We already know many facts of Chernobyl, but they are rarely publicized in the media. The UN can't seem to come up with very modest funding (~$100,000/y) to continue the excellent work of UNSCEAR. It seems they prefer the Chernobyl myths to the facts.
It's time to rerun an old letter:
9 Sandwell Crescent
Evolving Safety Analysis Technology
I enjoyed very much the excellent paper by John Luxat in the August Bulletin. As he pointed out, recent changes in the electricity market are pushing the nuclear option to be more competitive, and this is driving an evolution/revolution in safety analysis. Among the areas being examined are the specific assumptions and their conservatisms to accommodate uncertainties in supporting knowledge. To help me understand these, I looked for an explanation of requirements established more than two decades ago, and found the 1981 paper by Domaratzki et al very useful.
In addition to cost reduction, the new market requires a reduction of fear and misunderstanding. One cause is terminology. Even when there are no consequences to people, we call failures in reactor systems accidents. This invites a comparison with airplane accidents.
A particularly challenging area of analysis is a potential large-break LOCA event. Because there were no LOCAs in CANDUs by 1981, the frequency of large-pipe failures was taken to be less than one in a 1000 reactor-years, based on a 1964 survey of high pressure piping systems in non-nuclear plants. “With 25 operating CANDU reactors, the average interval (between large LOCAs) would be at least 40 years.”  It would be appropriate to reassess this frequency, based on: our use of ASME-code material; our practice of high-quality design, construction and operation; and the excellent operating experience of ~450 nuclear plants during four decades.
The defined consequences of LOCA accidents are the radiation doses which would be received by individuals at the plant boundary and those living in the vicinity. We assume no protective action is taken (evacuation, use of iodine tablets) resulting in an average thyroid dose and whole-body dose for these two groups of people. And we use the LNT model to calculate the number of fatal thyroid cancers and the number of fatal cancers (due to the whole-body dose).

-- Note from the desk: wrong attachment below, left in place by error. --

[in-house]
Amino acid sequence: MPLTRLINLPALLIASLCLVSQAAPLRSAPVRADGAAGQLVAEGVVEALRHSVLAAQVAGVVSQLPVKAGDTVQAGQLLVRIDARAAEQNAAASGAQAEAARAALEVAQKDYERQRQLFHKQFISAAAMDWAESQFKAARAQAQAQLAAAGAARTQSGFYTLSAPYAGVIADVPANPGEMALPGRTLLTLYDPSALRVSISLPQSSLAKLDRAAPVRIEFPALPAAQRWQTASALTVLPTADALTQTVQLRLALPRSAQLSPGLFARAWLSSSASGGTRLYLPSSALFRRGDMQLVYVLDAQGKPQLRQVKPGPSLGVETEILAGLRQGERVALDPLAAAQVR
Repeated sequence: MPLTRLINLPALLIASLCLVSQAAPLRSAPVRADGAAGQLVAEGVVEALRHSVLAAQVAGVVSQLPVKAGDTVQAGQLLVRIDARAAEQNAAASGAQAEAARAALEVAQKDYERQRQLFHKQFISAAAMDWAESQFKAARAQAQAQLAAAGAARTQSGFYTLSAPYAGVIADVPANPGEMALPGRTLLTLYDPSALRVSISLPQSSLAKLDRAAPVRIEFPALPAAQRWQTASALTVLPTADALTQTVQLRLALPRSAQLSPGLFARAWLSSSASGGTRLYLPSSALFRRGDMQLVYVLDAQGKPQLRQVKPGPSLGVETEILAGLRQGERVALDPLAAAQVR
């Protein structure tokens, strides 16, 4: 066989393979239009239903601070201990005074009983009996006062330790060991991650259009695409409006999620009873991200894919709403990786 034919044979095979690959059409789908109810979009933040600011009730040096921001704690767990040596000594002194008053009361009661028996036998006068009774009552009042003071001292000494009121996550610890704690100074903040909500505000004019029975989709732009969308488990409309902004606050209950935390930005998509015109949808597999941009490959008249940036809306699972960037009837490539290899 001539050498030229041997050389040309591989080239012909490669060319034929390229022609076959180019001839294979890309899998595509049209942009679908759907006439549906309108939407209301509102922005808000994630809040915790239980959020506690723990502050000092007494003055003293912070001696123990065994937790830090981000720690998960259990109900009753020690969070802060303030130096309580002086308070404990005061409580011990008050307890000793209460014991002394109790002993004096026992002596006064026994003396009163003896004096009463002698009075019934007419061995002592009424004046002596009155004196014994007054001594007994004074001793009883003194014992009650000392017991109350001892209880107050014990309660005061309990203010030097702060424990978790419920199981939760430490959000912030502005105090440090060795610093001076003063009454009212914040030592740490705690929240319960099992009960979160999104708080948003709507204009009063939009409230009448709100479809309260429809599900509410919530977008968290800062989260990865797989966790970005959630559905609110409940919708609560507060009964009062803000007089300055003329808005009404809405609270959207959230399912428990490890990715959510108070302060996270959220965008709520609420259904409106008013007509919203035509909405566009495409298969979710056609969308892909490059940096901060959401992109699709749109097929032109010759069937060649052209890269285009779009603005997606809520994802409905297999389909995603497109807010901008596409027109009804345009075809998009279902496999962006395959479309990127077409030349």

At some point, we might consider revising our assumptions to fit more realistic consequences of a nuclear accident. The actual consequences of the Chernobyl disaster,[3, 4] where the intensity of the damage and lack of containment allowed a much larger release than postulated for any western reactor accident, are as follows:
· ~40% of reactor core and most of its radioactivity released to the surroundings
· population evacuated soon after the event
· average whole-body dose 1.5 cGy (rad)
· ~1800 cases of operable thyroid cancer, in children, with 3 fatalities
· no excess leukemia or other cancers observed during the following 14 years
· severe psychological stress due to fear and relocation
· severe world reaction based on fear of contamination - social, political
· severe economic stress to the nation
Evidence has been accumulating for a century, and has been presented to us repeatedly by medical doctors, especially in recent years, that the net health effect of low doses of radiation seems to be beneficial, recognizing that children are more sensitive to significant doses. We seem to be ignoring this information. In a rational world, we would be addressing only risks that involve the reasonable likelihood of acute exposures greater than 10 cGy (10 rad) or continuous exposure rates greater than the range of natural background radiation levels. So the real consequences of a severe accident are fatalities of mostly plant workers and a very strong reaction from the public and the media due to the fear of cancer (and genetic effects) leading to severe economic consequences.
This raises the question of how many more decades we will continue to use LNT ideology, and help perpetuate the fear that has been exploited for more than a century to keep nuclear technology under a cloud of cancer. Use of a scientific model for the health effects would give nuclear energy a more positive image.
1. Luxat JC. “Safety analysis technology: evolution, revolution and the drive to re-establish margins.” CNS Bulletin, Vol. 21, No. 2, pp. 32-39, Aug 2000
2. Domaratzki Z, Campbell FR and Atchison RJ. “The nature of reactor accidents.” AECB paper INFO-0053, Jan 1981
3. “Chernobyl - ten years on: radiological and health impact, an appraisal by the NEA Committee on Radiation Protection and Public Health.” Nuclear Energy Agency, Organisation for Economic Co-operation and Development, pp. 47, Nov. 1995
4. “The radiological consequences of the Chernobyl accident.” UNSCEAR 2000 report to the General Assembly, Section 1.C.18, June 6, 2000
5. Pollycove M and Feinendegen LE. “Epidemiology, molecular cellular biology and occupational radiation exposure limits.” Proceedings of World Council of Nuclear Workers (WONUC) Symposium on the Effects of Low and Very Low Doses of Ionizing Radiation on Human Health, Versailles, France, 1999 June 17-18. 2000, Elsevier Science, ISBN: 0-444-50513-x, pp. 305-316
6. Tubiana M. “Contribution of human data to the analysis of human carcinogenesis.” C.R. Acad Sci, Paris, Life Sciences 1999, 322, pp. 215-224
7. Weart SR. “Nuclear fear: a history of images.” Harvard University Press, Cambridge, MA,1988; ISBN: 0-674-62835-7